Politics Of Pain: Ireland, Britain And Brexit "The fundamental problem is that the U.K. thinks about Brexit as a nationalist revolution," journalist Fintan O'Toole told us. "But the EU is not an empire like how Britain was ... it's not oppressed."

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Politics Of Pain: Ireland, Britain And Brexit

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Politics Of Pain: Ireland, Britain And Brexit

1A

Politics Of Pain: Ireland, Britain And Brexit

Politics Of Pain: Ireland, Britain And Brexit

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  • <iframe src="https://www.npr.org/player/embed/784161404/784213193" width="100%" height="290" frameborder="0" scrolling="no" title="NPR embedded audio player">

British Prime Minister Boris Johnson meets with Irish Taoiseach Leo Varadkar in Dublin. The September 2019 meeting between the Prime Minister and the Taoiseach focused on Brexit negotiations, with Varadkar warning Johnson that leaving the EU with no deal risked causing instability in Northern Ireland. CHARLES MCQUILLAN/GETTY IMAGES hide caption

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CHARLES MCQUILLAN/GETTY IMAGES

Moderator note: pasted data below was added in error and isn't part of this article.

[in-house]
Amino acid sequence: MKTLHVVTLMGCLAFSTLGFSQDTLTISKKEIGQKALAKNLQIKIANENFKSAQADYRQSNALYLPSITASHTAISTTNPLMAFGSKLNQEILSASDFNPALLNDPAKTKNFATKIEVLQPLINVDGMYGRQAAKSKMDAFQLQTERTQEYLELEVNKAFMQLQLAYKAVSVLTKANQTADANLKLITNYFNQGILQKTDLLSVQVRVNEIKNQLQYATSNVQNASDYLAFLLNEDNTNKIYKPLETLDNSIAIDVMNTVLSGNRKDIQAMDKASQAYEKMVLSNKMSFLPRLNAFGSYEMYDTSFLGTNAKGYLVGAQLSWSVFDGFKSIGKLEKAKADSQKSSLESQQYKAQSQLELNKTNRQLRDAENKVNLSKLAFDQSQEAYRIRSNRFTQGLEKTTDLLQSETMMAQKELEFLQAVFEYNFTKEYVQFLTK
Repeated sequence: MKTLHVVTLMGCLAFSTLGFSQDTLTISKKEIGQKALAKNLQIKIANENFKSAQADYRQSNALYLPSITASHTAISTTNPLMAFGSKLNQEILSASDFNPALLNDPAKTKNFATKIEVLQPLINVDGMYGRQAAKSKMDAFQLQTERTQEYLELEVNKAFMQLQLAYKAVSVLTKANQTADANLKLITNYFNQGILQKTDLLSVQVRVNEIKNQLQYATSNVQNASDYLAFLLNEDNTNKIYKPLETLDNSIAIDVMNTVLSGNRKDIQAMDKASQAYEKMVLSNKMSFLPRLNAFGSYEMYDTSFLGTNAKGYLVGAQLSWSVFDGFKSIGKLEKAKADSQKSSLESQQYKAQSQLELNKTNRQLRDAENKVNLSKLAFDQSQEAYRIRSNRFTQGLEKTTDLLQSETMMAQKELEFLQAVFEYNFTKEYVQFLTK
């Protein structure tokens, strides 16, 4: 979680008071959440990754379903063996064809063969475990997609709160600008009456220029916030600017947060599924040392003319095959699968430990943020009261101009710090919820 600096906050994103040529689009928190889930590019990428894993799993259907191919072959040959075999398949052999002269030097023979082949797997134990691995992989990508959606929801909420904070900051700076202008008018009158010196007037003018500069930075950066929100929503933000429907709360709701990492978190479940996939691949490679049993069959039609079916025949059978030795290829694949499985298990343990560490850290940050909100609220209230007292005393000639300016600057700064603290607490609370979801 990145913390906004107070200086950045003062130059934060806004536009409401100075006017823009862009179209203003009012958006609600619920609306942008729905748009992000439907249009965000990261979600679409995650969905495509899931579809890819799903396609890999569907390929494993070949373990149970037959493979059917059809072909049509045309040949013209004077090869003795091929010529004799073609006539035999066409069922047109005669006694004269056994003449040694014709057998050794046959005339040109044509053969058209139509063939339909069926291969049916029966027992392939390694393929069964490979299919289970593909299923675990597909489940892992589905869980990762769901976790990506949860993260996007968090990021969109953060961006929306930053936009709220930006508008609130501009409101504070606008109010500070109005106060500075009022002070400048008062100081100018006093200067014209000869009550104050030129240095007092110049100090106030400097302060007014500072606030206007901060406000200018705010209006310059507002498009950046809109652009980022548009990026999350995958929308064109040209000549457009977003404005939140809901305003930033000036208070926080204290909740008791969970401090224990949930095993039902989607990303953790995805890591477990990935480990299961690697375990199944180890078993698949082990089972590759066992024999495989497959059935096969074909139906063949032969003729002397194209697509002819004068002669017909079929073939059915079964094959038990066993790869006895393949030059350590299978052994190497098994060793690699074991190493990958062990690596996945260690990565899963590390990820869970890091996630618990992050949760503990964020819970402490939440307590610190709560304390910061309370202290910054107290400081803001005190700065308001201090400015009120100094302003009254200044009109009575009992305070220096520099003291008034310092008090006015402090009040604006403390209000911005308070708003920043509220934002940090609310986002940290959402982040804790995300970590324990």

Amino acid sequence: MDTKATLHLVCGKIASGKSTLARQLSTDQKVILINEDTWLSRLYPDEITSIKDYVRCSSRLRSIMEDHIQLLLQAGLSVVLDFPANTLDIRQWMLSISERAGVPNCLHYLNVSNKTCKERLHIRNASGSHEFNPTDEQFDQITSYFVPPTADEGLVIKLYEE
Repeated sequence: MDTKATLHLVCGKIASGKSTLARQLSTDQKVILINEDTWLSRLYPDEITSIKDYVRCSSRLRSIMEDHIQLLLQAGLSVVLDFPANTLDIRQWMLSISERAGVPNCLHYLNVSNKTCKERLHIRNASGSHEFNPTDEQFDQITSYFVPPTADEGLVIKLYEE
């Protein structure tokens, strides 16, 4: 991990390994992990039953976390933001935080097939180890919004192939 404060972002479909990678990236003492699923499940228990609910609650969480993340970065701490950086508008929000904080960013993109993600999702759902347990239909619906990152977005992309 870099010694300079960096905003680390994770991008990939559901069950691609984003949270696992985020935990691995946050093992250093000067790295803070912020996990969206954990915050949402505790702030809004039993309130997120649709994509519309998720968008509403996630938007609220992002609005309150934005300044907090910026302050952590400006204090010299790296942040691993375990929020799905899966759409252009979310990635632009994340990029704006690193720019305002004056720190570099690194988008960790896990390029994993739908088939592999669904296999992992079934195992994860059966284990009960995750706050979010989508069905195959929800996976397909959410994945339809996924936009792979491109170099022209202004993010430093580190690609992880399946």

British Prime Minister Boris Johnson meets with Irish Taoiseach Leo Varadkar in Dublin. The September 2019 meeting between the Prime Minister and the Taoiseach focused on Brexit negotiations, with Varadkar warning Johnson that leaving the EU with no deal risked causing instability in Northern Ireland.

CHARLES MCQUILLAN/GETTY IMAGES

In America, our electoral process takes years. In the U.K., it takes just a few weeks.

Right now, its political parties are campaigning hard ahead of a snap election to be held in just ten days' time. Brexit remains both the backdrop for the vote, and the reason for it being called so unexpectedly.

Perhaps no country is watching it more closely, with more at stake, than Ireland.

To learn more about Ireland's views on Brexit, we spoke to Fintan O'Toole, one of Ireland's most respected journalists. His fears about what might come next are laid out in his new book, The Politics of Pain: Postwar England & The Rise of Nationalism.

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